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This is actually rather impressive. Good for them
Yea they are really pushing this.
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Old May 8, 2014, 02:02 AM   #4
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It's very impressive. Remember the internet uproar of a few years ago when Apple was accused of tracking users' GPS locations? Here's what the guidelines have to say about that:

Quote:
Does Apple store GPS information that can be produced under proper legal process?

No, Apple does not track geolocation of devices.
I suppose the tech blogs will fall over themselves scrambling to apologize to Apple, right?
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Old May 8, 2014, 02:12 AM   #5
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Originally Posted by chabig View Post
It's very impressive. Remember the internet uproar of a few years ago when Apple was accused of tracking users' GPS locations? Here's what the guidelines have to say about that:



I suppose the tech blogs will fall over themselves scrambling to apologize to Apple, right?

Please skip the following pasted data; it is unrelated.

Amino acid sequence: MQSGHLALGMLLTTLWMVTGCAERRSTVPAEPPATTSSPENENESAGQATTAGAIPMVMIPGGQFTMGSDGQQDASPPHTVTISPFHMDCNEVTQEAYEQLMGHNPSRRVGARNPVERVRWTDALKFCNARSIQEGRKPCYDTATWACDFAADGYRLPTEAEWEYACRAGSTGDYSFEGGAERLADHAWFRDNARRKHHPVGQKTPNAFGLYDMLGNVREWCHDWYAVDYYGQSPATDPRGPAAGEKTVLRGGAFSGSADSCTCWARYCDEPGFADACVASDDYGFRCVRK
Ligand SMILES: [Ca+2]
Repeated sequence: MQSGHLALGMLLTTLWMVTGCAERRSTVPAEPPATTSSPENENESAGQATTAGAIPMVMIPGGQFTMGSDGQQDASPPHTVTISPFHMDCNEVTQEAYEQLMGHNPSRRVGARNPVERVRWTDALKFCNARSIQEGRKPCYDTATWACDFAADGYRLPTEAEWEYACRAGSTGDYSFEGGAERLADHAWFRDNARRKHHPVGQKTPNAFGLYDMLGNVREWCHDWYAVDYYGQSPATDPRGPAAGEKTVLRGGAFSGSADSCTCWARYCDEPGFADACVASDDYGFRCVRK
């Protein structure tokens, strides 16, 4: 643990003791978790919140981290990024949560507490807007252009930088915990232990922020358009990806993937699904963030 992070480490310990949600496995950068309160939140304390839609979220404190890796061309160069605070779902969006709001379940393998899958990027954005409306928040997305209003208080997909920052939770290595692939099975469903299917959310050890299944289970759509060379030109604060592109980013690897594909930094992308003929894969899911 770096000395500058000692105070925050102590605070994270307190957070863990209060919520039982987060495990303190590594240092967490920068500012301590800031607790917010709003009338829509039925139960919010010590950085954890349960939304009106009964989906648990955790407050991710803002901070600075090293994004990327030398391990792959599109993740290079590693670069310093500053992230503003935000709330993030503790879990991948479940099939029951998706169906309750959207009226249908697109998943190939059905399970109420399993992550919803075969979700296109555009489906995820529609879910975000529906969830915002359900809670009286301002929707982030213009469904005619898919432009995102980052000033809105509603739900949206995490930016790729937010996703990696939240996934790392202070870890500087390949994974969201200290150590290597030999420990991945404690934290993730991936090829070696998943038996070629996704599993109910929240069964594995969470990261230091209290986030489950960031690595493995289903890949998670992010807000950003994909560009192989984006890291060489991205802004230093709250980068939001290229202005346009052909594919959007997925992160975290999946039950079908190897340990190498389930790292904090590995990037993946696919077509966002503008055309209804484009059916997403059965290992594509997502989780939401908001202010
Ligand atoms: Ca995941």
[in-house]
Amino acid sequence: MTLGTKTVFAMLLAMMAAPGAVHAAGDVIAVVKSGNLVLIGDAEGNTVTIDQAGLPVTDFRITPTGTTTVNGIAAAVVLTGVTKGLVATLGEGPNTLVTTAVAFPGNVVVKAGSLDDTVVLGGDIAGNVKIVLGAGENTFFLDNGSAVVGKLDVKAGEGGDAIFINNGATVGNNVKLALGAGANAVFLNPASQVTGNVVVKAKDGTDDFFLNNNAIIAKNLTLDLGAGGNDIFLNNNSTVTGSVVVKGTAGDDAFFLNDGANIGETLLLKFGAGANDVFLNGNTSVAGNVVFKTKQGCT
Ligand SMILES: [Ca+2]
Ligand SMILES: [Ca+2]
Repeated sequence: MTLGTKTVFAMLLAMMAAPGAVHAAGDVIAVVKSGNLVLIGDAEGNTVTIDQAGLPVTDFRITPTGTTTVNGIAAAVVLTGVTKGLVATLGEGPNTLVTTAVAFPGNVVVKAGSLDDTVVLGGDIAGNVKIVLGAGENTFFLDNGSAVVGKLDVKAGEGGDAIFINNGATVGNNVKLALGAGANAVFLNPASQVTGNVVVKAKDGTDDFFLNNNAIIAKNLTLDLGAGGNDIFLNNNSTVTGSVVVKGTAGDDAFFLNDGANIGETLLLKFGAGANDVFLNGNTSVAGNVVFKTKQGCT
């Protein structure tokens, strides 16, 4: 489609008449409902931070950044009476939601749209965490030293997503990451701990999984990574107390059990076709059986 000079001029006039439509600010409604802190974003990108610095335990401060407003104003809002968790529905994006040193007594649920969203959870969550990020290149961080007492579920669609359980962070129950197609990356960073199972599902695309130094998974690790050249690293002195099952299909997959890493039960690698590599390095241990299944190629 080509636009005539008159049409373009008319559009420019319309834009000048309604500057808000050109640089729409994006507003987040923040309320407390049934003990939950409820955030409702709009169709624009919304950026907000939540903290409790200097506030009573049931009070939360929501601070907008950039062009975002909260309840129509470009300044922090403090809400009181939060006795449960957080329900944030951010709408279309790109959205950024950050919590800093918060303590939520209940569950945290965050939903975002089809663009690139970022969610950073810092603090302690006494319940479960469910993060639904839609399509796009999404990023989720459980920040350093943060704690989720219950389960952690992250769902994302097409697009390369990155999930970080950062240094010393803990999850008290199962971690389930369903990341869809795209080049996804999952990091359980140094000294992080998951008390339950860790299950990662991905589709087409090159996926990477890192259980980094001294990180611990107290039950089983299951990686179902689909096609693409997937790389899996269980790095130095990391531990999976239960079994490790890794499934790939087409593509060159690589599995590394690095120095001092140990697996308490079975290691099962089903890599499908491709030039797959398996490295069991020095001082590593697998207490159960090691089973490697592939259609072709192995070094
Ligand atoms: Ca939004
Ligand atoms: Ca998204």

I actually dont remember this, article?
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Old May 8, 2014, 02:15 AM   #6
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The NSA is not a law enforcement agency. This announcement is nice, but it doesn't address the larger issue of government surveillance.
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Old May 8, 2014, 02:23 AM   #7
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"The company says the data extraction process itself can only be performed on devices in "good working order" at its Cupertino, California headquarters. "

I'm assuming they have to crack the encryption there. Or at least hoping

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Originally Posted by JoEw View Post
I actually dont remember this, article?
The user you are quoting didn't summarize it correctly, or at least not completely. Since iOS 4 and until this was discovered, iOS was saving the user locations to an unencrypted (not sure whether it was encrypted if you used a passcode) file stored locally on the device and synced to the computer as part of the backup. You were able to download an application called iPhoneTracker and see your movement history. The accusation was that Apple was sending this data to servers, but no evidence of that was found.